explain the concept of gravitional field in space and its effects on our universe?i want to know the clear concept of gravitional field in space and its effect on any thing in space planets,...
explain the concept of gravitional field in space and its effects on our universe?
i want to know the clear concept of gravitional field in space and its effect on any thing in space planets, stars black hole etc
I like this question...the concept of gravitational field is not at all clear. Isaac Newton sought to explain our observations of planetary motion (we say the sun rises in the east and sets in the west, we say the moon travels around the earth). He suggested that all earthbound observations indicate that objects stay at rest unless forced to move. If we attempt to alter the direction of an object that is moving, we must apply some force. If the earth is moving around the sun, then some force must be constantly moving the earth toward the sun. Apparently this force is working between any two solid masses. Since the force is not directed in one direction, it is considered a field force. The strength of this force is proportional to the masses involved and inversely proportional to the distances. This gravitational attraction appears to be at work on all the bodies in the known universe.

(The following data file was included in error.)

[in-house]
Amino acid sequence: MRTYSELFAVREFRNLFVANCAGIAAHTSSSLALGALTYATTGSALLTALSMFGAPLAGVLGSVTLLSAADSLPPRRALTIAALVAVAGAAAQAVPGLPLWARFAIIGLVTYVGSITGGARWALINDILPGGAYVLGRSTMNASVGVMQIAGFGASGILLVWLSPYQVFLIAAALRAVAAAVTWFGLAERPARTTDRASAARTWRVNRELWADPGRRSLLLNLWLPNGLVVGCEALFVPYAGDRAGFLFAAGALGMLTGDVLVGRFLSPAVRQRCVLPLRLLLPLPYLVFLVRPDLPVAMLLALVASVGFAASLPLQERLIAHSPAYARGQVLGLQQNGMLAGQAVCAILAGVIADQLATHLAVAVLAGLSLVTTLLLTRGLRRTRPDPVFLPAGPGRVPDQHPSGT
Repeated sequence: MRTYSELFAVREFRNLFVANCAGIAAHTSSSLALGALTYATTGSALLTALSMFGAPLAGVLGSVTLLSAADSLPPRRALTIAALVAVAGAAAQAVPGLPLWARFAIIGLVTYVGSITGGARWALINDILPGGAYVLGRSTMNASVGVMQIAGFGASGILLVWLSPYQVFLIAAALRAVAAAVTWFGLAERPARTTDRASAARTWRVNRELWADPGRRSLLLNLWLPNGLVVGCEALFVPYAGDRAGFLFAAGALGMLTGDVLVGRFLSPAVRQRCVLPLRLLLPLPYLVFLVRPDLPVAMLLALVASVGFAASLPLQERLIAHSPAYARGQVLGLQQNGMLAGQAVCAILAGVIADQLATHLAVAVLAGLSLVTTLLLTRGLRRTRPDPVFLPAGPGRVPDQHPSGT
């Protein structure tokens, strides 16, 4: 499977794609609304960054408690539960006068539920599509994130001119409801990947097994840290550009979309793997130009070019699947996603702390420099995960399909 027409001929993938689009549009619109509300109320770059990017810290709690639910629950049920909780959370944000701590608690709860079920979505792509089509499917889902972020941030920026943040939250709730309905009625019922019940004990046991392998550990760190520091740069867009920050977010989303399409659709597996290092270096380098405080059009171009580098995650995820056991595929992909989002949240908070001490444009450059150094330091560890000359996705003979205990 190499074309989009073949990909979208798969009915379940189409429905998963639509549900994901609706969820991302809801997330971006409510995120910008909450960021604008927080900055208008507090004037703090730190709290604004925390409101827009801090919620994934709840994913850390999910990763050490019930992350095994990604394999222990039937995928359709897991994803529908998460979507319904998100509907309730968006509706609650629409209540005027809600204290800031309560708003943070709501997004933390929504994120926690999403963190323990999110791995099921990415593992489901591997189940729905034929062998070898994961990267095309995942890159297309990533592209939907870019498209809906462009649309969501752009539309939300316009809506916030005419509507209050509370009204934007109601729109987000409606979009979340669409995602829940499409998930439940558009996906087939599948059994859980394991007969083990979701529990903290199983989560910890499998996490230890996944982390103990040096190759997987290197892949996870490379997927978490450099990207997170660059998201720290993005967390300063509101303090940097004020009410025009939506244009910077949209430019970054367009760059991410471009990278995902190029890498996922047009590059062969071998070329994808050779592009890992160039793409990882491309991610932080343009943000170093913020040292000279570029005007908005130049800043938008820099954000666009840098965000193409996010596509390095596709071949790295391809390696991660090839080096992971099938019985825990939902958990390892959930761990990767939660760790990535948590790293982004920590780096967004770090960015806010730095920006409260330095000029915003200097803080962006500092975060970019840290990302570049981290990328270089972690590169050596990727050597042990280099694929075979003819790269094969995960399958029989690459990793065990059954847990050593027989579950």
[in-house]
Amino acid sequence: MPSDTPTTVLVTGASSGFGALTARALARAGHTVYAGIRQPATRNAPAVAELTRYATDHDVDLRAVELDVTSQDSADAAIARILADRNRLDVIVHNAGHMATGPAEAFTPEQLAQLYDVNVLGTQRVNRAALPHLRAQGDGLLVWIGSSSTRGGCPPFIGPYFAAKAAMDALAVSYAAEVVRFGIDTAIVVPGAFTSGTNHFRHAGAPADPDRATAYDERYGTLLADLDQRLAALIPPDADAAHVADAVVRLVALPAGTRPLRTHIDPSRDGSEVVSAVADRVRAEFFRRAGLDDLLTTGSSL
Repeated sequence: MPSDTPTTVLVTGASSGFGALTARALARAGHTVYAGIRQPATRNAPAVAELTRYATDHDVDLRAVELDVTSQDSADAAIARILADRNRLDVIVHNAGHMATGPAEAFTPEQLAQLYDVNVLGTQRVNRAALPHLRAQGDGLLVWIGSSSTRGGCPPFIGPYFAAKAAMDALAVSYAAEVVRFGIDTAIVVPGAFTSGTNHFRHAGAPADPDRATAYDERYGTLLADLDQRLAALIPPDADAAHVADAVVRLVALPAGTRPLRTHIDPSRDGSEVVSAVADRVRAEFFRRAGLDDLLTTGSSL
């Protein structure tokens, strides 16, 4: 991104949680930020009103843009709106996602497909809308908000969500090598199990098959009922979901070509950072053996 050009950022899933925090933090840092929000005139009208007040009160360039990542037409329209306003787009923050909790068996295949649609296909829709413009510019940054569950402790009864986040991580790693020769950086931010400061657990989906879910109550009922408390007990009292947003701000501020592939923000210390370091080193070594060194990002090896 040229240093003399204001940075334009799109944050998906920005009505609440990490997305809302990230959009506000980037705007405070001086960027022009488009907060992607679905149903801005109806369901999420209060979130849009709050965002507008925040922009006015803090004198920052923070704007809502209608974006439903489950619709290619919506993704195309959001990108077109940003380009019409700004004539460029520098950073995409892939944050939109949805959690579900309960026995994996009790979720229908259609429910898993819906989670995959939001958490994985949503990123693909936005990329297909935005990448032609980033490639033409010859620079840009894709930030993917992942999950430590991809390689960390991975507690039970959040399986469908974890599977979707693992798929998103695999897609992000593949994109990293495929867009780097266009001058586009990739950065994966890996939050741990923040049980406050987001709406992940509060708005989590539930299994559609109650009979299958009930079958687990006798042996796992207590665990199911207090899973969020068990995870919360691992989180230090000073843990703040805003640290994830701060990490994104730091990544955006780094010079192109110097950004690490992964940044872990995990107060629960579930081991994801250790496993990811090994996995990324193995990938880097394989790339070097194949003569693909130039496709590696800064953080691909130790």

It is indeed one of the reasons the LHC at CERN was built: to find the Higgs boson.
The Newtonian idea is that for some reason (no one knows) all masses exert a pulling force on each other, for every mass in the universe.
The Einsteinian idea is that space is distorted by a mass. You have surely seen the model of a flat, stretched, infinitely, endlessly elastic rubber sheet with a massive sphere at its center. Put a very small but massive sphere in the center. A neutron star. Increase the mass but make it much smaller (and denser). The dent in the rubber is very narrow and deep. For a black hole the mass can be finite (measurable) but the depth of the dent is infinite. This is a black hole gravity well. Try now to imagine the same situation but in 3D.